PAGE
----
from Welcome to Sing Sing

Elvira Ribeiro Tobío


As you can see, the door glides. It opens for us. We’ve barely the grá left to move. The gliding of the door corresponds to the impulse of the grá. It might only be the grá to run down a laneway. And it’s been a long time since there were laneways around here. Only saps dream of laneways. There’s corridors and so there’s the itch to run. Crowded corridors. With doors like tigers. Everyone’s hitched to one. To their door or to their crab. And down those distant laneways, the laneways the grá makes, brambles grow on the first days of September and the blackberry juice fuses with the blood tapped from the fingers by the thorns. And the laneways are crowded but there’s no doors. Laneways, blackberries. On this side of the door blood rises quicker than the grass. A scream behind the walls. Behind the curtains hidden, a eulogy to madness. Blood stagnates and the floods. The floods held back, you see, by the door. It’s just a number, the door. It stares at me with its no-eyes. The gliding door keeps an eye on me; our so-called stand off. And for all that, it doesn’t care about my grá to run away from the iron. The passion of the grá hurled beyond the door’s reach. To the door it’s a fugitive. And the door has no idea there’s a noose inside looking to end it all. But thoughts are quicker, so the body is unharmed for now. The enormity of the door galls me, it’s the bane of my eye. Further along, all in a row, another door glides. And another all in a line stretching to boredom as the cavity of the mouth gapes wider. Iron out of tune. The fury of the ghost door. The mise en abyme of doors gliding, of the ante upped to the nth degree. As if the door forces flight. And the grá to be a long distance runner charges against it. But it’s pulled up against the door’s mettle. And the door wins. If you cross the door, you’ll be bogged down in the wind. The door opens, it’s a set of jaws.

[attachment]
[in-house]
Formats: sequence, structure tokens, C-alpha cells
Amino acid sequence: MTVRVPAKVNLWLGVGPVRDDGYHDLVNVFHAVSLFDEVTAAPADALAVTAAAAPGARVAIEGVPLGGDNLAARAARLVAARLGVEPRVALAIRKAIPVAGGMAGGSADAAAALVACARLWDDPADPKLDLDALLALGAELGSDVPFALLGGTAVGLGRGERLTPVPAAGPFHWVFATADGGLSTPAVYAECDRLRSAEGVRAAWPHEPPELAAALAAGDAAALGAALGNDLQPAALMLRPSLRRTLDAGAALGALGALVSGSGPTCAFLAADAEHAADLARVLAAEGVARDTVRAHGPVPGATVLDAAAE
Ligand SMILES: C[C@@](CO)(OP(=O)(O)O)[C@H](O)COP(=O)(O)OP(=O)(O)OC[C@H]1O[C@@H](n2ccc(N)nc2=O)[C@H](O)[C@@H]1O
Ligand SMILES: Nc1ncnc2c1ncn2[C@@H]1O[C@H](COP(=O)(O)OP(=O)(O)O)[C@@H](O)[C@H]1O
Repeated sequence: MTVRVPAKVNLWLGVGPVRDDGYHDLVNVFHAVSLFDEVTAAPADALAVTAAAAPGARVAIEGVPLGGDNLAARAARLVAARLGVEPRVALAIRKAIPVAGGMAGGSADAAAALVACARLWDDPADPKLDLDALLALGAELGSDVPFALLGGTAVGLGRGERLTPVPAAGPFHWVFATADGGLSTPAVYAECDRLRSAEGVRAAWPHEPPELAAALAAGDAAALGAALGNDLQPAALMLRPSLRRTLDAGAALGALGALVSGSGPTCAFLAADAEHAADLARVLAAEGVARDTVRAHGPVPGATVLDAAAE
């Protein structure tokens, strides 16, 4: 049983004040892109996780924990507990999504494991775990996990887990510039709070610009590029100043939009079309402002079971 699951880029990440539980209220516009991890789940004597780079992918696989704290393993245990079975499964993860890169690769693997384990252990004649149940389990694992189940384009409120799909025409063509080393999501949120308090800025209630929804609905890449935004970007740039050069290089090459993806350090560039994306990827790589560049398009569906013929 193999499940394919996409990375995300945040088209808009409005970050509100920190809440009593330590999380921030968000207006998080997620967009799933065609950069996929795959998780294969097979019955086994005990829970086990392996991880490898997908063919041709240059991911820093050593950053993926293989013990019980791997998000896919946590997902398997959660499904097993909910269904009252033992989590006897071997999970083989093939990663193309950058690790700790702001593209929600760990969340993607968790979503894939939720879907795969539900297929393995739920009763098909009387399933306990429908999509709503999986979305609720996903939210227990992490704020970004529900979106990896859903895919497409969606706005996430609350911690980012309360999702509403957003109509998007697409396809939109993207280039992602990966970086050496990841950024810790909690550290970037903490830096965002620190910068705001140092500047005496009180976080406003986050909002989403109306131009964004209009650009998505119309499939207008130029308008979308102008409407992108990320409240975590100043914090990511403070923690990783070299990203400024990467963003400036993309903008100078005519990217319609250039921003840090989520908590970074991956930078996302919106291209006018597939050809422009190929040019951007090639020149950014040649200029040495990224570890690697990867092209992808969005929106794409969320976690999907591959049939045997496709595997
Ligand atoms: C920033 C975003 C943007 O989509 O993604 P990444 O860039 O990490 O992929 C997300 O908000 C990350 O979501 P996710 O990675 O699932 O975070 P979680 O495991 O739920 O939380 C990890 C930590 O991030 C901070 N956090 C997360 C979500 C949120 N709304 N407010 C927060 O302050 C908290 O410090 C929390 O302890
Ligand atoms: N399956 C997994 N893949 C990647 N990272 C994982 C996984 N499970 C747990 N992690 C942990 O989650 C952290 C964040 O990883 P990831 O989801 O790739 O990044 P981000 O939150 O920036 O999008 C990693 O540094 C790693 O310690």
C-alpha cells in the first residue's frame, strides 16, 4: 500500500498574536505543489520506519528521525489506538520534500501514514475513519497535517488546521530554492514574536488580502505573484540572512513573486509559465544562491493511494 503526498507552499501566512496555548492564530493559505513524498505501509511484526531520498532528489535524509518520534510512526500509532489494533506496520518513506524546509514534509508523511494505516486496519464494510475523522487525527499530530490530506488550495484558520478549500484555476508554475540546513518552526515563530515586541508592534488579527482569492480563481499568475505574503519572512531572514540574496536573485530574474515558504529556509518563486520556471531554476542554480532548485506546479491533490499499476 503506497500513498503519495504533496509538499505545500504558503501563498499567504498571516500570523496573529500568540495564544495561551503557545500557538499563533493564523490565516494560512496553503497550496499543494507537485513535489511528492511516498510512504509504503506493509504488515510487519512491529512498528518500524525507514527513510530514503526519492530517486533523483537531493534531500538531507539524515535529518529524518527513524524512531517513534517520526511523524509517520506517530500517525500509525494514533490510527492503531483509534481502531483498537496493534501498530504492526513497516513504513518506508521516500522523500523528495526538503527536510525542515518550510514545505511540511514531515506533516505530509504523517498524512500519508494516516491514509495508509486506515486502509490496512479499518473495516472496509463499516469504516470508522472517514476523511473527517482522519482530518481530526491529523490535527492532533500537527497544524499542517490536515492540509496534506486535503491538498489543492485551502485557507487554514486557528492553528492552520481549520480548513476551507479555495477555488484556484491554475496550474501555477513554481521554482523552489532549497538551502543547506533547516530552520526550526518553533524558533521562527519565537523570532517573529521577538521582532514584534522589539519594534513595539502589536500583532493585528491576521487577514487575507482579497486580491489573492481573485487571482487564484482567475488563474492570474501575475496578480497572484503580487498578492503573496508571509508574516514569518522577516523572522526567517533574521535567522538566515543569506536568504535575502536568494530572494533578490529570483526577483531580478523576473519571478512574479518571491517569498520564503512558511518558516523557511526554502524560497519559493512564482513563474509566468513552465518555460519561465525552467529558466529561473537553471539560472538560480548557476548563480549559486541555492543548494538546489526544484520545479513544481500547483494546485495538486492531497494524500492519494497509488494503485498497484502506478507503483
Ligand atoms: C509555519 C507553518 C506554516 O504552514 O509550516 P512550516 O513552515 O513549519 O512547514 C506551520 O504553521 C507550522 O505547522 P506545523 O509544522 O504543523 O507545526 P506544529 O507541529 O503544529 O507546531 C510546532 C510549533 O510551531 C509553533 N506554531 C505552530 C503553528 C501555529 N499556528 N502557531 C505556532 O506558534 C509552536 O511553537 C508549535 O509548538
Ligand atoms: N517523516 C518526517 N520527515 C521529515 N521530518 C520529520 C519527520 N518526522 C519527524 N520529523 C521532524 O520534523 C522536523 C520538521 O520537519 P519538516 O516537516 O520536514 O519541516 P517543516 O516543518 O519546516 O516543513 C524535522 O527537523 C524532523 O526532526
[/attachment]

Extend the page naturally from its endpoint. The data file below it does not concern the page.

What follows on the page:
I think about the Uruguayan Savannahs, the meadows warm with araucarias. About the Pampas, hemmed by the slopes of the plateau, and the open steppes covered in wheat; treeless, cultivated or fallow . . . It won’t open. I think about water rushing down the open channels, the channels that claw at the earth and leave nothing behind, channels flowing across the plains, floodwaters . . . it won’t open. I think about my mother, her angry voice and she busy doing a thousand things, and it was years later when I realised what she meant by ‘you’re like no one’s child,’ as if she knew I’d be one of those women who’d come to nothing. It won’t open. I think about my mother’s legs, open as she births me, open as she makes me, about the sow slashed from top to tail because it miscarried and was sterile, about Begonia the big pig with her legs wide open on the school bus sitting in her own funk of pheromones. About the wound on Charlie’s head after he fell off his bike, Charlie’s head open, about the open nook the day they took him in his coffin from the church to the graveyard. It won’t open. About those open days after the rains, the fig that opens its worn out skin in October in San Martiño do Bolo, about the run my grandmother still opens to sow an era of spuds and about the bitter oranges that split as they drop off the edge to the street below, the dogs’ piss and the men’s piss. It won’t open. I think about talking like an open book, I think about silence, about talking like an open body, with someone inside. I think about uncle Fernando who showed me how to open the small velvet crabs without hurting my fingers, how to open spider crabs, to open oysters . . . how to stay quiet while he put his hands down my pearl knickers. It won’t open. And again I think about the Savannahs in Uruguay, the floodwaters . . . about the mouth and eyes locked after the knife finds a vital organ. About my eyes locked on the crab. And the crab won’t open. The crab won’t open. It won’t open.